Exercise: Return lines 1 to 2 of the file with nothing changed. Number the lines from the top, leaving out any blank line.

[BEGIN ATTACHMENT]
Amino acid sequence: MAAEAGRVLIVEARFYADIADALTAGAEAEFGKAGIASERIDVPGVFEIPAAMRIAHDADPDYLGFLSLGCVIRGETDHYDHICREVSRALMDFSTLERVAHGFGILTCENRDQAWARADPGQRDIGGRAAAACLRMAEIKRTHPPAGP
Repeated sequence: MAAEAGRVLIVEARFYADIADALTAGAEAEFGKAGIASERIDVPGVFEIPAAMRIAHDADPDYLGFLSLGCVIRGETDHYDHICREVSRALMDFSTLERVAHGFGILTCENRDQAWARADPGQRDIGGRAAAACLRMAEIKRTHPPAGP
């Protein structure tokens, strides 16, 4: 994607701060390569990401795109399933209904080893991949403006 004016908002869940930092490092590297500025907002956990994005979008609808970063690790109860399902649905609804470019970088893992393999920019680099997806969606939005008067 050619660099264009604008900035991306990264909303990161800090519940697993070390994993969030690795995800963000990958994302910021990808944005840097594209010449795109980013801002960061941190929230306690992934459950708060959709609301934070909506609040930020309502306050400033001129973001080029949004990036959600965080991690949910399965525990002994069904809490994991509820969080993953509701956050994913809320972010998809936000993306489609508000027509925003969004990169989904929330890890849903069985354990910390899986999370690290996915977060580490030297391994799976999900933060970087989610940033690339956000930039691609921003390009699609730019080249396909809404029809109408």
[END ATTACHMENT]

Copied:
Amino acid sequence: MAAEAGRVLIVEARFYADIADALTAGAEAEFGKAGIASERIDVPGVFEIPAAMRIAHDADPDYLGFLSLGCVIRGETDHYDHICREVSRALMDFSTLERVAHGFGILTCENRDQAWARADPGQRDIGGRAAAACLRMAEIKRTHPPAGP
Repeated sequence: MAAEAGRVLIVEARFYADIADALTAGAEAEFGKAGIASERIDVPGVFEIPAAMRIAHDADPDYLGFLSLGCVIRGETDHYDHICREVSRALMDFSTLERVAHGFGILTCENRDQAWARADPGQRDIGGRAAAACLRMAEIKRTHPPAGP